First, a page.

February 10, 2013
When I started this website, I set it up using a virtual hosting provider. Ten years ago, that was pretty much the only cost-effective option for a small scale personal website. I have spent many of the intervening years designing and building enterprise software and cloud services, and the state of the art has changed.
These days, thanks to cloud services like Amazon’s web services, you don’t need to administer a machine just to serve static content. And, since serving static content is the best way to maintain stability under extreme traffic spikes, I have decided to migrate the site to Amazon’s S3 and CloudFront, and use a static file generation blogging engine to publish these posts.
In the remainder of this post, I am going to describe some of the technical details of how I set up this site without using a traditional web host.
Configuring S3 Web Hosting
Basically, I followed Amazon’s instructions for setting up site hosting. Those instructions are pretty thorough and I won’t repeat them all here, but I do want to point out some important points.
You need to create two S3 buckets. One will hold your data and serve the site, and the other is a placeholder for forwarding web requests to the other bucket. The reason you need two buckets is because you want your site to be available at both the naked domain (example.com) and the www subdomain (www.example.com). You can make either bucket/subdomain the master, but there are some subtly different consequences of this choice if you are using Amazon’s DNS service (Route 53) and you want to use CloudFront.1 In either case, you set need to set up the DNS with an “A” record “alias” that points at the naked domain bucket’s web endpoint, and a “CNAME” record that (for now) points at the subdomain bucket’s web endpoint.
CloudFront is Amazon’s content distribution network It acts as an edge cache, serving requests from the location closest to the requester with a cached copy of the document. Configuring your site to use it is optional, but is should make your site faster and better able to serve extreme load, though at an additional cost.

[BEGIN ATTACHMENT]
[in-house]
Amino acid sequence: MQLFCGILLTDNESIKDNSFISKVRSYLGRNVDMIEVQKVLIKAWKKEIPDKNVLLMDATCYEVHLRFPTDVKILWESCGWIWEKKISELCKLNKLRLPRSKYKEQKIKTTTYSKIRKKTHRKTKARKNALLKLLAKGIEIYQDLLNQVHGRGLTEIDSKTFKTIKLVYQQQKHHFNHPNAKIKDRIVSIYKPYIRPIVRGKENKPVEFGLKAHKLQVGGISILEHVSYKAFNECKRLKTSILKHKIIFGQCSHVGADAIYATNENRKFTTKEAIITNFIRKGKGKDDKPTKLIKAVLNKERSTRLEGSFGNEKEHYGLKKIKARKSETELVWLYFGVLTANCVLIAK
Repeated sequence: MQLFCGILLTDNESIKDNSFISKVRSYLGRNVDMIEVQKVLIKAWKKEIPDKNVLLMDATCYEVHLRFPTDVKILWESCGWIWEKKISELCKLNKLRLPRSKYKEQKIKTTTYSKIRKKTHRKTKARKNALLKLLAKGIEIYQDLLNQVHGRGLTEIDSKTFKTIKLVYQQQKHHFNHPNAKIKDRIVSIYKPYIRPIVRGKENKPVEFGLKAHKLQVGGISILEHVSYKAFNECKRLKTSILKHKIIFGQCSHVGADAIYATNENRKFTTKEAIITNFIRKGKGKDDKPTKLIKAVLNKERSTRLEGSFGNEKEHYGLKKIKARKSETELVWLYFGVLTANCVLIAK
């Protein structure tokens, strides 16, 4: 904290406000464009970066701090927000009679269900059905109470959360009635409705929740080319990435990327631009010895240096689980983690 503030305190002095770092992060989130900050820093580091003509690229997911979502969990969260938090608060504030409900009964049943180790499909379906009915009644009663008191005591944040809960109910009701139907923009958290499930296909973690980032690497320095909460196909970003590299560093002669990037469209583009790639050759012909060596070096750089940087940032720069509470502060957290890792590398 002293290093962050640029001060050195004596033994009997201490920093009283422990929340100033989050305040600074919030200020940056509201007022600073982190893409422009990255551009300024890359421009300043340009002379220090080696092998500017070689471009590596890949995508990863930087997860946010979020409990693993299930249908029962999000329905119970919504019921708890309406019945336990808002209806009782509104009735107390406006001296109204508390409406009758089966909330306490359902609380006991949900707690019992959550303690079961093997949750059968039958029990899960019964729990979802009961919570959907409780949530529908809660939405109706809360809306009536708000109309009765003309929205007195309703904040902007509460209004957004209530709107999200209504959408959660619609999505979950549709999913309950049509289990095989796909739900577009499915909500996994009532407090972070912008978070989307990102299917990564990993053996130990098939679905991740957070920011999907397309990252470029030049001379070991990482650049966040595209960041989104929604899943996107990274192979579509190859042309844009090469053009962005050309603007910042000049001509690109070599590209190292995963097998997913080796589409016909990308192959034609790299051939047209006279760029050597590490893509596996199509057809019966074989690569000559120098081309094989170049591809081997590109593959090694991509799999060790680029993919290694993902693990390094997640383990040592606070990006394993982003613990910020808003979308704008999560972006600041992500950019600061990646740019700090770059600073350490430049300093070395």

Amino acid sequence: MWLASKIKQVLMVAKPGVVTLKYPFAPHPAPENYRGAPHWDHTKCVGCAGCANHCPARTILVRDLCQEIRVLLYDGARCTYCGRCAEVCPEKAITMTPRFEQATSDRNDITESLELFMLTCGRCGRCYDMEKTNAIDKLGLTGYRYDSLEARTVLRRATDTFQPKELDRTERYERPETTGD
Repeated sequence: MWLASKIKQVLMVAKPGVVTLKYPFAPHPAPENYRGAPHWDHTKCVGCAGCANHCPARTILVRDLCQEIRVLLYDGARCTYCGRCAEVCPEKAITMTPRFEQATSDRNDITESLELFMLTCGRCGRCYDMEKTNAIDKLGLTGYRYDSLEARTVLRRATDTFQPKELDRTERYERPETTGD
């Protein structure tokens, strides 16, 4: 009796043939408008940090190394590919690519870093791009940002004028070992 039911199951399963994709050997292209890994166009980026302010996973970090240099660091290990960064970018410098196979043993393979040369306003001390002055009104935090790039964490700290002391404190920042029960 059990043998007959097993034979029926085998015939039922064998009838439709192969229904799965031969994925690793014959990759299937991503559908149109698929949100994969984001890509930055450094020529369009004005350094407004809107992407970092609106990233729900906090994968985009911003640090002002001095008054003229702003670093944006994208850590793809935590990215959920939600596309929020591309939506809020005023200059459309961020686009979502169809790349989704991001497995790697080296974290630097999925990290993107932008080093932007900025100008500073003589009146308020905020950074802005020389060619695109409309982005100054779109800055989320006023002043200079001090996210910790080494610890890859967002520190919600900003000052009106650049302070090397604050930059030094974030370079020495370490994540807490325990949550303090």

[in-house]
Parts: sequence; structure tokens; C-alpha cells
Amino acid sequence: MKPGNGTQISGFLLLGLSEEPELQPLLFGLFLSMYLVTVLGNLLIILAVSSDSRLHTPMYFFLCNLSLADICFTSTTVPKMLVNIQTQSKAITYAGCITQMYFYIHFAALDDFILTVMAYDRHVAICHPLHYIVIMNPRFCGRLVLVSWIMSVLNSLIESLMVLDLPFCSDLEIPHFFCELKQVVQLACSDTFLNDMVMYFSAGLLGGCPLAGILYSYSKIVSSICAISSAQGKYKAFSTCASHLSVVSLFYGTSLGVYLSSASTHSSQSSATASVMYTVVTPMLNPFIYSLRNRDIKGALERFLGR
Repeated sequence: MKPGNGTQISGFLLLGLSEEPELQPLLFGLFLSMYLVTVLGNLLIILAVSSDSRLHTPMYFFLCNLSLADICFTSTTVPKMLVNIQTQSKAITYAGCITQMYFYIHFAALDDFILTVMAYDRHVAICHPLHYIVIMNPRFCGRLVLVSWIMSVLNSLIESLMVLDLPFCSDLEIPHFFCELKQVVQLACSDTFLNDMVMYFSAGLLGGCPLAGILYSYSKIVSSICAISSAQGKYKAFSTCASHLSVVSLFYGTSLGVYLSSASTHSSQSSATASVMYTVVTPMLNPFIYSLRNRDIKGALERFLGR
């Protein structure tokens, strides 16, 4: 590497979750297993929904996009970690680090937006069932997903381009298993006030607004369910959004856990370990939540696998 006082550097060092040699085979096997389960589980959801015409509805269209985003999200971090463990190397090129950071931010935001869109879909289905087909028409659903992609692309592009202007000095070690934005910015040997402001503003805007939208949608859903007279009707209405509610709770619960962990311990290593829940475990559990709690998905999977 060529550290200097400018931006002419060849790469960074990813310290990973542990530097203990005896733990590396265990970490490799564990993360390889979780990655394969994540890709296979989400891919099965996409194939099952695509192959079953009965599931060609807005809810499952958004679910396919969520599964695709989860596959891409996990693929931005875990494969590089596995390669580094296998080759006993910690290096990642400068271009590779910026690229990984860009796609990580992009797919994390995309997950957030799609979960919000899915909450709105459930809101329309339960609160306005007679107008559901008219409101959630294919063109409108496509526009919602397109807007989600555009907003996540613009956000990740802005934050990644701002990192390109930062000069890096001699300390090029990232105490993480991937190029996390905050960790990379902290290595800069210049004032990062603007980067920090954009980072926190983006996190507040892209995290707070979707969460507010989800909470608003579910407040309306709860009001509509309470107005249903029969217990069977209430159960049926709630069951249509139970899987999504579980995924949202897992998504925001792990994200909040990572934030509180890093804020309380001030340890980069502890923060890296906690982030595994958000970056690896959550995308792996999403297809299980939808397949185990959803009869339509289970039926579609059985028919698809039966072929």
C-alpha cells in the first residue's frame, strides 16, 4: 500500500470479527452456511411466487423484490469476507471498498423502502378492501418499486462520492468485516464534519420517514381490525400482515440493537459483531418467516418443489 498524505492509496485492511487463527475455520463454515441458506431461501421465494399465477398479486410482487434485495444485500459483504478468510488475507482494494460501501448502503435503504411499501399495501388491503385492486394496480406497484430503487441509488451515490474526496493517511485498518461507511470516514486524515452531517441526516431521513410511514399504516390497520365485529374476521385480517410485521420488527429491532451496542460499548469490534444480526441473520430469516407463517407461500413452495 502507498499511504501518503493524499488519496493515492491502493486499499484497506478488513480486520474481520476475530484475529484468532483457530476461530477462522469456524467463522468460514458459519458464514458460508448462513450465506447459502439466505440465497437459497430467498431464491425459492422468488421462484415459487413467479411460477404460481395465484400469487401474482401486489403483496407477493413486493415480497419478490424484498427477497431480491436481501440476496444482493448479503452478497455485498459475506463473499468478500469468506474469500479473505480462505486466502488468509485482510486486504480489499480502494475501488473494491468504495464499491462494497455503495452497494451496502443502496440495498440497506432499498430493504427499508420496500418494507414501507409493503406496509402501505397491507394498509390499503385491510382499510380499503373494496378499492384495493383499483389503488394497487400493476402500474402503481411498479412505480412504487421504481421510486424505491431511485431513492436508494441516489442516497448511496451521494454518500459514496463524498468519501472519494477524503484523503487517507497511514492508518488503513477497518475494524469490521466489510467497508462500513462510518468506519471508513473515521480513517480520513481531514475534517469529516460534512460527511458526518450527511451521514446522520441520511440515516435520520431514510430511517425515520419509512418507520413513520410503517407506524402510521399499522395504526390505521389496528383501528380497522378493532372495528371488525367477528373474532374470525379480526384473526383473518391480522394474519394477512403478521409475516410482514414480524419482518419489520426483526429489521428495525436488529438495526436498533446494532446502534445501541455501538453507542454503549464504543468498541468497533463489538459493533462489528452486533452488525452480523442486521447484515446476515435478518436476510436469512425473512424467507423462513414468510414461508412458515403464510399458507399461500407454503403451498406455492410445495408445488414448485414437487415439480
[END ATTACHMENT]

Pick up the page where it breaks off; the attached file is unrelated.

On the whole, CloudFront is pretty easy to set up. Create a “distribution” with a custom origin2 that is set to the web endpoint for your subdomain bucket, configure it to know that it will be attached to the CNAME for your subdomain, and change the CNAME record in your DNS to point at the new CloudFront distribution, instead of the S3 web endpoint.
Since CloudFront is a cache, you may need to invalidate the distribution when you update your site content if you want the changes to be available immediately.
To publish posts, I am using Jekyll for static site generation.
Getting Jekyll installed correctly was straightforward following the instructions, although I did have to update XCode, the XCode command line tools, and RubyGems before the process completed successfully. Once Jekyll is installed, you need to build up the templates and pages you will need to assemble your site. For more information, here’s a good introduction to Jekyll and a simple example walkthrough.
There is a related project to Jekyll, jekyll-s3, which can publish the generated site directly to an S3 bucket and invalidate a CloudFront distribution.
The deployment workflow is not quite the one step process one would like it to be, but it is pretty straightforward. Create a new file in the
_posts directory (or move one there from a draft folder), run
jekyll to regenerate the site, and then run
jekyll-s3 to post it. At some point, I might script some of these steps together as well as set up a process that would allow me to add material when I’m away from my computer, but the current setup is working pretty well.
Getting this set up was a fairly technical process, but the amount of work was about on par with what I originally went through when I set up the site at a virtual host. Most of the work was re-coding the site to work in the templating language that Jekyll uses, rather than the PHP code that I used before. I find that the new template-driven architecture has made the site far easier to maintain and add to. On the other hand, today, there are hosting providers and blogging services that are easier (and less technical) to set up and that look great and have all kinds of additional features right out of the box. If you want the fine grained control of managing your own site, and you are willing to wade through a few technical details, then this is a great way to build a simple, high-performance site.
If you make the naked domain the master and forward the www subdomain requests to it, this configuration will make using CloudFront difficult, since Route 53 “A” record aliases cannot point at CloudFront distributions (while the CNAME record that the subdomain uses can point at anything). If you want to use a non-Amazon DNS service, there are some that can create non-standard configurations that act like an A record alias. ↩
This is important. If you just select your bucket as the origin from the dropdown, then all of your content shows up fine, but 404 errors are not handled correctly. ↩